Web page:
Boom Shots: Celebrating Bob Marley & The Future He Left Us [Pg. 2]


“I grow around the Gong, the ultimate fighting machine,” says Stephen, who has become an accomplished producer with a distinctive sound that infuses reggae and dancehall with a dose of hip-hop and soul. Stephen’s third solo album, this year’s Revelation Part 1: The Root of Life, features collaborations with Melanie Fiona and Buju Banton on the remix to “Jah Army.” And Stephen doesn’t just talk a good game of brotherly love—he put up his Florida house as collateral to secure Buju’s bail last November. “We grow with that kind of purpose. This music is nah no joke thing. Y’understand. It a liberate the people.”

Bob’s youngest son, Damian, was just 2 years old when his father passed away. As a teenager, he was known as “Junior Gong,” ripping stages alongside dancehallDistant Relatives, his critically acclaimed collaborative album with Nas; plans to tour Africa are being solidified. Jr. Gong also appears on the Bruno Mars song “Liquor Store Blues” and recently put out the Jam 2-produced “Things Just Ain’t the Same,” which dares to delve into touchy topics, like the extradition of alleged drug kingpin Christopher “Dudus” Coke. “For the most part, me really just make inspiration flow naturally,” he says. “Ah really Jah give you the tune—so you can’t really force it.” stars like Shabba Ranks and Mad Cobra. The title track of his third album, 2005’s Welcome to Jamrock, cemented his fame in hip-hop circles. He’s still dropping singles from last year’s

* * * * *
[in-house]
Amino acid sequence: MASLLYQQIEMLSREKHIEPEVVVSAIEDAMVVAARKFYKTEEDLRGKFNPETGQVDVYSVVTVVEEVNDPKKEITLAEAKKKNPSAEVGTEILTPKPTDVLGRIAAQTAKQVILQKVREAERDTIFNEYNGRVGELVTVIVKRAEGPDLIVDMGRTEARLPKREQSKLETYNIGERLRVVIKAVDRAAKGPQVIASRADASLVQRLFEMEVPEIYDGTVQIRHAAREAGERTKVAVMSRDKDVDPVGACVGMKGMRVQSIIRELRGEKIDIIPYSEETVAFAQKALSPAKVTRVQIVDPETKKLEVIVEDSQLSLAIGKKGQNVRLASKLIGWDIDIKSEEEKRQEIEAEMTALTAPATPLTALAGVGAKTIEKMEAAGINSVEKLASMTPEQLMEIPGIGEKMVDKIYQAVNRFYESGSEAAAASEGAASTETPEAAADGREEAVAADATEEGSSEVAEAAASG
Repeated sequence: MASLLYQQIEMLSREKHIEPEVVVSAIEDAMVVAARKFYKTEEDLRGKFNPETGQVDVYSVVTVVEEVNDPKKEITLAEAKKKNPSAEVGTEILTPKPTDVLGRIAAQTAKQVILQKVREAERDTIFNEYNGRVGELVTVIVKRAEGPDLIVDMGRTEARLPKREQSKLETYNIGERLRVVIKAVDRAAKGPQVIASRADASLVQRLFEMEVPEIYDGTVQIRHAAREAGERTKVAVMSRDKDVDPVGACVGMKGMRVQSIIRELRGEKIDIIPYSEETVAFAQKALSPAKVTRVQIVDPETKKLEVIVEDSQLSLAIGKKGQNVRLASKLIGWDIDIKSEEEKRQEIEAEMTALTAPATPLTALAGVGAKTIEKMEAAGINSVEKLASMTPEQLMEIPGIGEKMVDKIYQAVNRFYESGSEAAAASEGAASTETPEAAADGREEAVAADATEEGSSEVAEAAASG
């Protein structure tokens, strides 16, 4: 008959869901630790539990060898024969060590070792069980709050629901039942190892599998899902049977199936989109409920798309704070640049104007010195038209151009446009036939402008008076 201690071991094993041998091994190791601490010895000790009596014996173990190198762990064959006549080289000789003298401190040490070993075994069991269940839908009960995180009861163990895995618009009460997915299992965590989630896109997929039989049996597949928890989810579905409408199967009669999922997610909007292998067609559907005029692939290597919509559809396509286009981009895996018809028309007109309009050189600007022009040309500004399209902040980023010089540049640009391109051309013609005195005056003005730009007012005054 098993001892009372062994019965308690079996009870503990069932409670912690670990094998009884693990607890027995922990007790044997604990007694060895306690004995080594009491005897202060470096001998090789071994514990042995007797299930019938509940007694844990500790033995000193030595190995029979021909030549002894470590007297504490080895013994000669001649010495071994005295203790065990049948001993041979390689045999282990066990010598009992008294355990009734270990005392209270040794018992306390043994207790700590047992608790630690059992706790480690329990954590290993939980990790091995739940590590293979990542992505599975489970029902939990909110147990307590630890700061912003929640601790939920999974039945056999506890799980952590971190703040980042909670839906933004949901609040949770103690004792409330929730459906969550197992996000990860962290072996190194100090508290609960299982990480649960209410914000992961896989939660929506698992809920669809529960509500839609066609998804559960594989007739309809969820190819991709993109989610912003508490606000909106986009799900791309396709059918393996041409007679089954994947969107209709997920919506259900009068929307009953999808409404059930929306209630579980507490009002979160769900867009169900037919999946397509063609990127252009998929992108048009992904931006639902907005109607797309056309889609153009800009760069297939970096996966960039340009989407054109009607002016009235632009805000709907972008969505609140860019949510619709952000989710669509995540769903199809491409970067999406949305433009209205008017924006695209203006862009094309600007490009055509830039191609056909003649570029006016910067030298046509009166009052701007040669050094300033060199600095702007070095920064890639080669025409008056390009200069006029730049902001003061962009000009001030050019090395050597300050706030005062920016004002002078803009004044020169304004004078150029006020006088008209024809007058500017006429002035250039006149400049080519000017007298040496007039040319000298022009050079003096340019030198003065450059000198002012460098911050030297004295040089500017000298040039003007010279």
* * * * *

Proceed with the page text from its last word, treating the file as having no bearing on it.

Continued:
“What music does—the right music—it revolutionize your mind first… Bob Marley
do it,” adds firstborn Marley son Ziggy, who’s releasing his reefer-celebrating Wild
and Free LP this spring and graphic novel Medicine Man later this year. “Revolutionize the mind, then the revolution fulfill itself through our action.” —Rob Kenner

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